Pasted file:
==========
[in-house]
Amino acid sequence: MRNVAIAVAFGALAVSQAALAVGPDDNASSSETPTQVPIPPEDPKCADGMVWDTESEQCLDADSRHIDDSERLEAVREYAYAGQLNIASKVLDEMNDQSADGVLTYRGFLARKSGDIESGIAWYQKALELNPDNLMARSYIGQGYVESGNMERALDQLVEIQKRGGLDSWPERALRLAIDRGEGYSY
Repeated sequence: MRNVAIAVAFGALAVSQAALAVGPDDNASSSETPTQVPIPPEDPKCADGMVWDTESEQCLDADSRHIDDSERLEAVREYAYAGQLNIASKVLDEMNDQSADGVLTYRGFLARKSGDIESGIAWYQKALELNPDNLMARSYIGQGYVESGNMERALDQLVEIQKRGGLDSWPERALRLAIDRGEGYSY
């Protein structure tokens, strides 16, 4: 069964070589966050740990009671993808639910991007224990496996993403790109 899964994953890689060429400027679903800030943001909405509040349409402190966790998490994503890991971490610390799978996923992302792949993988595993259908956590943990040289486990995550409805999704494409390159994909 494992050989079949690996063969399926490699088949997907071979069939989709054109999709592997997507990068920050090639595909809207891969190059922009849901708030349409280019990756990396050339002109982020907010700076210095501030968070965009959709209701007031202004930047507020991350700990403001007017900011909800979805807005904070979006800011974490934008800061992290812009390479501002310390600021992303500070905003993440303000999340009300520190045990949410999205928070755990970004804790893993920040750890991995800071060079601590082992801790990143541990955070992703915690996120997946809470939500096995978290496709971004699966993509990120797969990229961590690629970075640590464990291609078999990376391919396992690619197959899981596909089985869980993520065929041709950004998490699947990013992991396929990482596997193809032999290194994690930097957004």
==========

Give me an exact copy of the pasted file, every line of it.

[in-house]
Amino acid sequence: MRNVAIAVAFGALAVSQAALAVGPDDNASSSETPTQVPIPPEDPKCADGMVWDTESEQCLDADSRHIDDSERLEAVREYAYAGQLNIASKVLDEMNDQSADGVLTYRGFLARKSGDIESGIAWYQKALELNPDNLMARSYIGQGYVESGNMERALDQLVEIQKRGGLDSWPERALRLAIDRGEGYSY
Repeated sequence: MRNVAIAVAFGALAVSQAALAVGPDDNASSSETPTQVPIPPEDPKCADGMVWDTESEQCLDADSRHIDDSERLEAVREYAYAGQLNIASKVLDEMNDQSADGVLTYRGFLARKSGDIESGIAWYQKALELNPDNLMARSYIGQGYVESGNMERALDQLVEIQKRGGLDSWPERALRLAIDRGEGYSY
């Protein structure tokens, strides 16, 4: 069964070589966050740990009671993808639910991007224990496996993403790109 899964994953890689060429400027679903800030943001909405509040349409402190966790998490994503890991971490610390799978996923992302792949993988595993259908956590943990040289486990995550409805999704494409390159994909 494992050989079949690996063969399926490699088949997907071979069939989709054109999709592997997507990068920050090639595909809207891969190059922009849901708030349409280019990756990396050339002109982020907010700076210095501030968070965009959709209701007031202004930047507020991350700990403001007017900011909800979805807005904070979006800011974490934008800061992290812009390479501002310390600021992303500070905003993440303000999340009300520190045990949410999205928070755990970004804790893993920040750890991995800071060079601590082992801790990143541990955070992703915690996120997946809470939500096995978290496709971004699966993509990120797969990229961590690629970075640590464990291609078999990376391919396992690619197959899981596909089985869980993520065929041709950004998490699947990013992991396929990482596997193809032999290194994690930097957004």